Volunteers Needed In Internet Search For Missing Airplane
Many AVwebreaders first heard about the possibilities of online search-and-rescue techniques when Steve Fossett vanished over a year ago, and thousands pitched in to scrutinize aerial imagery in search of clues. Some of the folks who helped coordinate that effort formed InternetSAR, a nonprofit group working to develop online search-and-rescue techniques, and currently they need more volunteers to help in a new search. A King Air that launched in November from the Cheddi Jagan International airport in Georgetown, Guyana, on a geological survey flight with three crewmen on board is still missing. One routine radio call was made 45 minutes into the flight, but nothing more has been heard from the crew since. Local search efforts were suspended after two weeks, but private firms continued to search for several weeks more, employing a variety of sensors, and limited ground searching continues. InternetSAR is helping to review high-resolution aerial photographs taken over almost 500 square miles of the search area. "This is about the best imagery we have seen," says InternetSAR founder Ken Barbalace. He said the terrain is challenging, with trees over 150 feet tall and dense jungle, but he remains optimistic that clues to the fate of the missing crew can be found. During the search mission, volunteers will scan over 8,000 aerial images that take up 300 gigabytes of computer storage. Anyone who would like to help search for the three men and their missing airplane can click here to sign up online.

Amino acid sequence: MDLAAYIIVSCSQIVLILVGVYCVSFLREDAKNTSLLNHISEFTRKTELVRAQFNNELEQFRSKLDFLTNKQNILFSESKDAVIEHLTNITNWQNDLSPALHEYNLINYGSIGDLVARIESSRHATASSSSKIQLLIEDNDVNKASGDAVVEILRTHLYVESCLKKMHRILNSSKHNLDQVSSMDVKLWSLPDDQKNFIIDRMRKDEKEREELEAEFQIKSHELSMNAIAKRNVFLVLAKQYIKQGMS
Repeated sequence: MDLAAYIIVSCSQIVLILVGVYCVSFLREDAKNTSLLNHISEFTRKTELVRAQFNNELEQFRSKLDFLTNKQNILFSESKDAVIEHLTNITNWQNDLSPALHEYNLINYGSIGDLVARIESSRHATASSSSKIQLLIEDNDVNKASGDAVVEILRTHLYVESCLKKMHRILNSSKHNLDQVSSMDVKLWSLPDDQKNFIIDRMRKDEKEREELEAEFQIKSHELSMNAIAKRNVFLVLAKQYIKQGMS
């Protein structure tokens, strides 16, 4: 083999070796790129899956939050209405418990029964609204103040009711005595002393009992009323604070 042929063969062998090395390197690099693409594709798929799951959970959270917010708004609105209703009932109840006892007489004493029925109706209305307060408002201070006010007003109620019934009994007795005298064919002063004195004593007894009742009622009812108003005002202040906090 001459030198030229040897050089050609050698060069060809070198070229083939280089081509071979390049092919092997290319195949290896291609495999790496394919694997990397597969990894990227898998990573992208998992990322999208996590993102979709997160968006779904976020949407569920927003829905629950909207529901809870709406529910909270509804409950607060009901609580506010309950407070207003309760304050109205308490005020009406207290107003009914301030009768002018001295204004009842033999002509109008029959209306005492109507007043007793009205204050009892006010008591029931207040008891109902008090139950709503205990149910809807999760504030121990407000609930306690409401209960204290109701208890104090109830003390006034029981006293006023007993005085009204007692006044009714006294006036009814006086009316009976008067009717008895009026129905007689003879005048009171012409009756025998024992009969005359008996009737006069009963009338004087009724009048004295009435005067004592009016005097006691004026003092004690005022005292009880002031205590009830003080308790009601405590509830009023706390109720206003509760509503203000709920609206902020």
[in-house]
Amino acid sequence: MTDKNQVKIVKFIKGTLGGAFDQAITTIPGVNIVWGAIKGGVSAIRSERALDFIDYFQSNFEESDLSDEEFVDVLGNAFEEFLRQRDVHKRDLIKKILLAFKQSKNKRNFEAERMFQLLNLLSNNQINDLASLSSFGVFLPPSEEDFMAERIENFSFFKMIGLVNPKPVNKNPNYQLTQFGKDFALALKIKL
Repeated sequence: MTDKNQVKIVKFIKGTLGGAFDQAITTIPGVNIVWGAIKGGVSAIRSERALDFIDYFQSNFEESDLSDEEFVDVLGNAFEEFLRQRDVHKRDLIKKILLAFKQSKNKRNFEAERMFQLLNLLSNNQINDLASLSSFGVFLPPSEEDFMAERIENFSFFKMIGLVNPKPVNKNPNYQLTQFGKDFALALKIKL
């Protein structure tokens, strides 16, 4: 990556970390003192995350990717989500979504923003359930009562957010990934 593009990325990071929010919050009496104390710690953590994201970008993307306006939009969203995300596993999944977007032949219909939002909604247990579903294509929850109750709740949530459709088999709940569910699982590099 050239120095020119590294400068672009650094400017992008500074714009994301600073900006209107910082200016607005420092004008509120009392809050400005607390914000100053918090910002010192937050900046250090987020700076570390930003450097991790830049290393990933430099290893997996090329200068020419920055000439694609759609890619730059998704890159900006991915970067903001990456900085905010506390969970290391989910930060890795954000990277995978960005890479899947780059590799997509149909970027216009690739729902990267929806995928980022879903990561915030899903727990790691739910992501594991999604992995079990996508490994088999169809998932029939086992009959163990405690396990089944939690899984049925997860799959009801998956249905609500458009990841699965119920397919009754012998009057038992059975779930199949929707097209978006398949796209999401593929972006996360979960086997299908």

Volunteers download the imagery, then scan the image looking for signs of the missing airplane, using techniques developed by InternetSAR. Barbalace talked with AVweb editor-in-chief Russ Niles about a year ago about the group's efforts; click here to listen to that podcast.